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How to Keep Pig Barn Smells and Emission Down

03 December 2014

DENMARK - Environmental regulations for pig farmers in Denmark are becoming tighter and tighter.

New rules are being introduced to restrict not only the amount of slurry and waste and the amount of nitrates spread on the field but also over the odour produced by the pig farms.

Speaking at the recent International Pig Seminar in Herning at the Agromek Exhibition, Anders Leegaard Riis from the Danish Pig Research Centre said that the farmers now face regulations governing the specific ammonia deposition to sensitive areas of nature, general requirements for ammonia reduction, the Best Available Techniques (BAT) and odour requirements in relation to neighbours.

The Danish government has now set down limits for “odour units” that are allowable according to the proximity and the size of the neighbouring properties.

For example a new pig unit of about 500 sows with nearly 20,000 finishing pigs would not be allowed to be built closer than 440 metres from a single house, 850 metres from an estate of more than six houses and 1110 metres from an urban zone.

Each zone also has its own measurable limit of odour using BAT and these limits are reappraised each year.

The measurements for existing pig units are not as strict as those for new units being built, but still require the farming to keep a tight rein on emissions.

In general the government is seeking a reduction in waste ammonia of 30 per cent for finishing pigs and sows and 20 per cent for weaning piglets.

If pig production is near to a sensitive nature area the farm or farms are restricted to just 0.7 kg of nitrogen per hectare for single farms, 0.4kg per hectare for two farms and 0.2 kg for three or more farms.

Mr Riis said that the farms are able to achieve a reduction in ammonia emissions through adjusting feeding techniques, design of the pig barn, in particular the design of the flooring and also through the use of cleaning and cooling technology on the slurry.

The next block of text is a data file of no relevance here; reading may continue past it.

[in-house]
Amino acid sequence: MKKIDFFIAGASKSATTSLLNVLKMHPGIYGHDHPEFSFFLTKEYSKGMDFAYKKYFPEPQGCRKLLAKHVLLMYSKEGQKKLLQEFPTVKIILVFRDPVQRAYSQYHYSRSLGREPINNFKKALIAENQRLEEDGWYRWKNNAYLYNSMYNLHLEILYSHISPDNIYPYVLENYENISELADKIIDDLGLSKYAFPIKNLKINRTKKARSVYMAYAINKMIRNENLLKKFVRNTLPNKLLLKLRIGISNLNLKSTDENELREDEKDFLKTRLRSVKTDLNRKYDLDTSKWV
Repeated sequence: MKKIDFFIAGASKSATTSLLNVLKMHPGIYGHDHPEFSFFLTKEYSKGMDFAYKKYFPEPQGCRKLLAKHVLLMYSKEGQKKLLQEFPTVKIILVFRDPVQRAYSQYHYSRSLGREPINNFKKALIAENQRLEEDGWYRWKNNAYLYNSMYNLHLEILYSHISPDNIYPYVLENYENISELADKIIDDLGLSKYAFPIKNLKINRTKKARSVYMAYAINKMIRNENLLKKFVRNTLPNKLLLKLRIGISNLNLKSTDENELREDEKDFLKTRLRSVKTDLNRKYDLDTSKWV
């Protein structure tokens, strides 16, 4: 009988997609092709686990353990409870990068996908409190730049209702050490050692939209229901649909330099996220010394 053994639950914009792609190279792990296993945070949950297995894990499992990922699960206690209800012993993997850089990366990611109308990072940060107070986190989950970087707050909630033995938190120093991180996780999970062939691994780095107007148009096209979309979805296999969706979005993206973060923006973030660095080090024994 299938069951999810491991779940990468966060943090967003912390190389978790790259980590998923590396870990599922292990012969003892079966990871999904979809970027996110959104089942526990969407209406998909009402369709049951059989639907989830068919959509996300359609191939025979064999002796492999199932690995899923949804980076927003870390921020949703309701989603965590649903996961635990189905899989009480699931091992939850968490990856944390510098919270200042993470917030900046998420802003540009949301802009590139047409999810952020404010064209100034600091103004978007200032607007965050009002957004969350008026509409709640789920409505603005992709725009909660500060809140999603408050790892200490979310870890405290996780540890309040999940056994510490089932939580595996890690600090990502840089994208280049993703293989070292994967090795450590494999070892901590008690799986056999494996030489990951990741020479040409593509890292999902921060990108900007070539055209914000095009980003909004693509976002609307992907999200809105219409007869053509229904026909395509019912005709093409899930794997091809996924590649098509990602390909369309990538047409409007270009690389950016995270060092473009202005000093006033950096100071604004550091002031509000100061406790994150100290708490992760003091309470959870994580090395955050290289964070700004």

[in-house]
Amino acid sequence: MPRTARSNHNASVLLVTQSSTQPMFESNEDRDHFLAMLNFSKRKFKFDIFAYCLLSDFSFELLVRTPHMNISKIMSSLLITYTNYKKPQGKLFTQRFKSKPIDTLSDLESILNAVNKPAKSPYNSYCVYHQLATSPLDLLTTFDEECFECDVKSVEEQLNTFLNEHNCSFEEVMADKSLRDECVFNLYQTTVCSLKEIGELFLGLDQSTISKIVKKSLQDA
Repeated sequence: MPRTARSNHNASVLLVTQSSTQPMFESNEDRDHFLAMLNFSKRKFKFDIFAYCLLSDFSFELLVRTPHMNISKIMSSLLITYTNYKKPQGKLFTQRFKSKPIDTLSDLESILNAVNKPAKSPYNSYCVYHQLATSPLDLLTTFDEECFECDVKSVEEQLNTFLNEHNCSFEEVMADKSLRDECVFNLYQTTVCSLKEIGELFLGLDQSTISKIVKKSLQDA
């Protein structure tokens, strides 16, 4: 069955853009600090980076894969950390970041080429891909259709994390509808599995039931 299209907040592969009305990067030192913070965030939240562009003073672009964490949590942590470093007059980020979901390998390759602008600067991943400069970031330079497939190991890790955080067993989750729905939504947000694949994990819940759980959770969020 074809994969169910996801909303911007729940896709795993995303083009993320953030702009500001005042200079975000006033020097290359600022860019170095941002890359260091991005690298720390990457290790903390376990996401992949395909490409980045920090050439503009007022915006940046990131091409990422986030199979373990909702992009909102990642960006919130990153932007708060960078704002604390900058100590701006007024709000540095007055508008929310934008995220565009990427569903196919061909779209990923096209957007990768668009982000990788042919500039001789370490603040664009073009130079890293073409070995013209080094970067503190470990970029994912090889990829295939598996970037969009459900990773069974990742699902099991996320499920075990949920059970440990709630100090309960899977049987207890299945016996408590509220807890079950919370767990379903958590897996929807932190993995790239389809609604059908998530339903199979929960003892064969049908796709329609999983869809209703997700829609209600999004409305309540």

“One of the cheapest things to do to reduce ammonia is to reduce the raw protein content in the feed,” Mr Riis said.

For finishing pigs, a reduction of raw protein content in the feed can reduce ammonia emissions by 13-22 per cent. With the addition of Benzoic acid to the feed at a maximum of one per cent there can be a reduction of ammonia of up to 10 per cent.

For weaning piglets, Mr Riis said that there is no possibilities to reduce ammonia emissions through a reduction in the raw protein content in feed but the addition of Benzoic acid can have some effect.

For sows the reduction of raw protein content in feed can reduce ammonia emissions by eight to 16 per cent.

The use of part solid floors and good pig barn management can help to reduce ammonia emissions by between 17 and 34 per cent and they can also reduce odour by a third.

Using a cooling system on the slurry that can also feed heat back into the pig units can also have the ability of reducing ammonia by around 10 per cent.

The Danish farming systems are also looking at using acidification of the slurry to reduce ammonia and using biological and chemical air cleaning systems (pictured) to reduce both the ammonia content and the odour.

Mr Riis said that by using a partial air cleaning system and cleaning 20 per cent of the air in both summer, when full ventilation is used in the pig barn, and in the winter when the ventilation to the barn is restricted a bot 60 per cent of the total air used during the year is cleaned.

However, he added that using new technologies including acidification and cleaning and cooling systems add costs to production and while they may have an effect in reducing the amount of ammonia produced they might not have a significant impact on the odour around the farm.

Chris Harris

Chris Harris

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